Please use this identifier to cite or link to this item: http://scholarbank.nus.edu.sg/handle/10635/49413
Title: Composite Controlled Release System of Nitric Oxide for Cardiovascular Tissue Engineering Application
Authors: ZHANG QINYUAN
Keywords: Nitric oxide, controlled release, restenosis, nanoparticle, S-nitrosothiols, poly(vinyl alcohol)
Issue Date: 27-Sep-2013
Source: ZHANG QINYUAN (2013-09-27). Composite Controlled Release System of Nitric Oxide for Cardiovascular Tissue Engineering Application. ScholarBank@NUS Repository.
Abstract: Current synthetic vascular grafts for the reconstructive bypass surgeries face the problem of post-surgery restenosis. Localised sustained release of nitric oxide (NO) is a promising strategy to prevent restenotic events such as vascular smooth muscle cells (vSMCs) over-proliferation, and promote the healing of injured endothelial layer. In this project, a composite controlled release system of NO was developed as a potential material for synthetic vascular grafts via the integration of NO-releasing nanoparticle, hydrogel and polymeric film. A new NO-releasing gelatin-siloxane nanoparticle (GS-NO NP) was developed via S-nitrosothiol modification with good NO-releasing property and excellent cytocompatibility. The potential of freeze-thawed poly(vinyl alcohol) (FT-PVA) hydrogels as carriers for GS-NO NP was evaluated from their property changes with nanoparticle addition, suggesting single FT-PVA hydrogel system might be suitable for applications with moderate addition of GS-NO NPs to maintain their hydrogel properties. GS-NO NP-doped PVA hydrogels were further integrated with biaxial stretched poly(e-caprolactone) films (?PCL) using electrospinning and freezing-thawing (F/T) technique. The integrated composite release system of NO (PCL/PVA/GS-NO) exhibited prolonged NO release for up to 40 days, and enhanced mechanical properties as compared to single FT-PVA hydrogel system, demonstrating the potential to be used for restenosis prevention and as materials for synthetic vascular graft construction.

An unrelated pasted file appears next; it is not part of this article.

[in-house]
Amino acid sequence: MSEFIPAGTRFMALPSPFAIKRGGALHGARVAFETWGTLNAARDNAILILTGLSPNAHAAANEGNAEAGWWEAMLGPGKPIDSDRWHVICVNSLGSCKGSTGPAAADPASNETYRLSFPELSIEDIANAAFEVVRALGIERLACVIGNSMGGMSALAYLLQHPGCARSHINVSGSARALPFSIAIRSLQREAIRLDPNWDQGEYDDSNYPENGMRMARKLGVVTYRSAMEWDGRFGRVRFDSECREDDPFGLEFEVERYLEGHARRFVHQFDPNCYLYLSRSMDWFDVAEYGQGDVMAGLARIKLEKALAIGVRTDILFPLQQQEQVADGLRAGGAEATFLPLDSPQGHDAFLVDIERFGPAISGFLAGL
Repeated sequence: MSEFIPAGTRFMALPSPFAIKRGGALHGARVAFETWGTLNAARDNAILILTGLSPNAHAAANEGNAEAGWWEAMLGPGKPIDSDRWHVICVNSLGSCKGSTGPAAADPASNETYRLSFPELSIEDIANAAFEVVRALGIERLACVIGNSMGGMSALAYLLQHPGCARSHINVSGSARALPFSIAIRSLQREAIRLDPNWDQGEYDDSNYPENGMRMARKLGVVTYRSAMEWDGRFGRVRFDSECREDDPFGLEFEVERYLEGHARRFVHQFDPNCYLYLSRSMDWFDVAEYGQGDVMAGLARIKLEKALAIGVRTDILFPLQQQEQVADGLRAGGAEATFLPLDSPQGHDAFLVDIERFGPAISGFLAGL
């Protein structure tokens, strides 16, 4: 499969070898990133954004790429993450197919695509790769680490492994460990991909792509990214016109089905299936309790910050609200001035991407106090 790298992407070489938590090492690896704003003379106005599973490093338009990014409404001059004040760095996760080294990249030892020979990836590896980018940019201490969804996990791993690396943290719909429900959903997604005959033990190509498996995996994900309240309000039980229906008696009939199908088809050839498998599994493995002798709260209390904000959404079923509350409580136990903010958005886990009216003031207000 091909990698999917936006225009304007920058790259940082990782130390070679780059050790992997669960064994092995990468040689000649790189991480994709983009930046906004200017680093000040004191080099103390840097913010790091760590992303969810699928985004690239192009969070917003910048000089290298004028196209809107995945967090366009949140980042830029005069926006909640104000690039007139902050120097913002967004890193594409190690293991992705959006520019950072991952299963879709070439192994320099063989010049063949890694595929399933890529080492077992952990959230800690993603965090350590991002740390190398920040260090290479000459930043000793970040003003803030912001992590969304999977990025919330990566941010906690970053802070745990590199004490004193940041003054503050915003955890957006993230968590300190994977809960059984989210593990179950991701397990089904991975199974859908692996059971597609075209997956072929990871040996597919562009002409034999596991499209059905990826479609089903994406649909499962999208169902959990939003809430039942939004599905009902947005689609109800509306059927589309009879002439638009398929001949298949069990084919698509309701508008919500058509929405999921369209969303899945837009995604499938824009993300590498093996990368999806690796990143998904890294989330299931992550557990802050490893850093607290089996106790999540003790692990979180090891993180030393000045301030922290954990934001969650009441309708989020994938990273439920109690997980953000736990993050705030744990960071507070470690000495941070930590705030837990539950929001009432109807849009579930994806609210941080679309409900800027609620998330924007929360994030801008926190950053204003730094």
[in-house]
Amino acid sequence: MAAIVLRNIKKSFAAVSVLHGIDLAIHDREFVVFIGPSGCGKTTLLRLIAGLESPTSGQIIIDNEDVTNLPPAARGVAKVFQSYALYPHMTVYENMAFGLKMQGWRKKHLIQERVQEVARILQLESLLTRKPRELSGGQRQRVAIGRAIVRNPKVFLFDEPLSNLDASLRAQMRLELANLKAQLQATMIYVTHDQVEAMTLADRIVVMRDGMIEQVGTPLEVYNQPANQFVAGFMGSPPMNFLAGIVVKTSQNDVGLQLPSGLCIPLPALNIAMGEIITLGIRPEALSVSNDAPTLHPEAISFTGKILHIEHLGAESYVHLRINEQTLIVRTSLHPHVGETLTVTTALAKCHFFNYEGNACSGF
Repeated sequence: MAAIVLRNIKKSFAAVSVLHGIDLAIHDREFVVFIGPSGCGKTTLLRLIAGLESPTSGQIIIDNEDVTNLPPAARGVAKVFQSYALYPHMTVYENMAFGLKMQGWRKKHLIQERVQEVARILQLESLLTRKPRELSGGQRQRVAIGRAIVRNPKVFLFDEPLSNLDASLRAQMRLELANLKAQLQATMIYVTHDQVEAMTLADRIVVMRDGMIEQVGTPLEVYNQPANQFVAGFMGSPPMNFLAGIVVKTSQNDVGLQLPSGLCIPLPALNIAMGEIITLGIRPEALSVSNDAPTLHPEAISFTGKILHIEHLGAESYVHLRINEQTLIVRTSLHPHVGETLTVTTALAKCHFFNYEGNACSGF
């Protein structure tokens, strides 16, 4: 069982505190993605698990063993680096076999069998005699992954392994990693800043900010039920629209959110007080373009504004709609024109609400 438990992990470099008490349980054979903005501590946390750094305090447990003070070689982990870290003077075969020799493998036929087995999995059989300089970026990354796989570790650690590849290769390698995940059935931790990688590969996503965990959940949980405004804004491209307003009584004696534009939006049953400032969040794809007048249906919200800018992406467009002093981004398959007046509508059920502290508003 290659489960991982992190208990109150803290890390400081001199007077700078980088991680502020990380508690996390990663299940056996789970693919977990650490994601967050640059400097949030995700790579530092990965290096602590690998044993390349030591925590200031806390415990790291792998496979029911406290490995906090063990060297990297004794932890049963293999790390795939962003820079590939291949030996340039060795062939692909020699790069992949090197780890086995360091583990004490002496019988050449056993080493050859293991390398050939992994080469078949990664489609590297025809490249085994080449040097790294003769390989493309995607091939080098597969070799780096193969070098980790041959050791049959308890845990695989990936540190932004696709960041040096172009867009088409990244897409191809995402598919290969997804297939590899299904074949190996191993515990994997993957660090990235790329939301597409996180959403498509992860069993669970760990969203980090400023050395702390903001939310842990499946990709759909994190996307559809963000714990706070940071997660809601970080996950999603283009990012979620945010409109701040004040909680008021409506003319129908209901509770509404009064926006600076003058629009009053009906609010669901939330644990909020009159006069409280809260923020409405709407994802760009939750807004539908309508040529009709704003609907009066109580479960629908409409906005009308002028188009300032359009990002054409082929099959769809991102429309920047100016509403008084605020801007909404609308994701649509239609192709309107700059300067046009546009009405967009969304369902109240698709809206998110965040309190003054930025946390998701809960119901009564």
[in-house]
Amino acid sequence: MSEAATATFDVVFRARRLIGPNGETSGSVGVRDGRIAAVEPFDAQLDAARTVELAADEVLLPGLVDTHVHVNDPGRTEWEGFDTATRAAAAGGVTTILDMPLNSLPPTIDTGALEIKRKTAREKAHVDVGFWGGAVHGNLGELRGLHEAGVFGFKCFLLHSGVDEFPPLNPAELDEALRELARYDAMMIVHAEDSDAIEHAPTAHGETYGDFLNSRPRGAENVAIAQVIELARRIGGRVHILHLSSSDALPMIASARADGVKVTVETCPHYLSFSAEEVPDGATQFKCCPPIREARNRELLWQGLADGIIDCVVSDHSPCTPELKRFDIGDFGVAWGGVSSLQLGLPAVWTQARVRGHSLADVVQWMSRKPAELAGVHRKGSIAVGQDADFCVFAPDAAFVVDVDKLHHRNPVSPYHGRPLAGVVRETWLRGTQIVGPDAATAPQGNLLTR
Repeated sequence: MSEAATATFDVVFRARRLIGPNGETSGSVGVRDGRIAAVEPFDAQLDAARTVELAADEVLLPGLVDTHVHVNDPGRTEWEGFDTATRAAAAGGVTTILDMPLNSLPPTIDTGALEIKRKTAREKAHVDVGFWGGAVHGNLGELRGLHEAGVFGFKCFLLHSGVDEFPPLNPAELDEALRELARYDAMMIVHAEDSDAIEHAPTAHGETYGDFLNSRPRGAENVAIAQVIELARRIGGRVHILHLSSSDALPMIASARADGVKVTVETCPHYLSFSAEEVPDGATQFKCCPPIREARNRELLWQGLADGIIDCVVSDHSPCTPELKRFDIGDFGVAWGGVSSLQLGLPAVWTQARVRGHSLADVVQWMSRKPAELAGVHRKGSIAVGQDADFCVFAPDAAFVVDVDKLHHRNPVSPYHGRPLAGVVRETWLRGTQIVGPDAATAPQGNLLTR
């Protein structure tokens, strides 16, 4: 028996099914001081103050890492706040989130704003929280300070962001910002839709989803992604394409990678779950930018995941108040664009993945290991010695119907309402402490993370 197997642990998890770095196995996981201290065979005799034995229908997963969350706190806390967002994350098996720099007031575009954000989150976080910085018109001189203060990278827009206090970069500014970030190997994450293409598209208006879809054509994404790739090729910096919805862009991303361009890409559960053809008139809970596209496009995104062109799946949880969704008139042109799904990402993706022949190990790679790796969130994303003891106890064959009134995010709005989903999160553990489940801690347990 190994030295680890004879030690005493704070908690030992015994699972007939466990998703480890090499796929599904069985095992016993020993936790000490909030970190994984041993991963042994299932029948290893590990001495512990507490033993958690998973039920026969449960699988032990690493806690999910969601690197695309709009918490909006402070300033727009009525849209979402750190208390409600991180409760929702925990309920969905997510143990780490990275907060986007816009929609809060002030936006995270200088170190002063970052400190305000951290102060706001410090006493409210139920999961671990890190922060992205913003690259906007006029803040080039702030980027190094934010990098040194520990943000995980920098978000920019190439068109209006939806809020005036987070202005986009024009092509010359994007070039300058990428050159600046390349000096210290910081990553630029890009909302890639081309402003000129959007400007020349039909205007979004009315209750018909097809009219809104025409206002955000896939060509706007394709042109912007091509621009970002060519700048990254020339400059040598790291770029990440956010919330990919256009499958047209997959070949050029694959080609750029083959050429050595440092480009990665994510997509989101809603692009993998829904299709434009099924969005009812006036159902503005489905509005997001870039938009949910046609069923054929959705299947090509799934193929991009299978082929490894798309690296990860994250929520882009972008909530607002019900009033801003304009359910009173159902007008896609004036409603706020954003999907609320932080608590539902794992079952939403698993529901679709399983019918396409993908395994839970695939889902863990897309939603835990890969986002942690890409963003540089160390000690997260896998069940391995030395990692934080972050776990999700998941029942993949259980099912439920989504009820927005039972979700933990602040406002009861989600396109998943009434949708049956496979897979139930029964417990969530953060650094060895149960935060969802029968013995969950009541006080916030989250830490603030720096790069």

URI: http://scholarbank.nus.edu.sg/handle/10635/49413
Appears in Collections:Ph.D Theses (Open)

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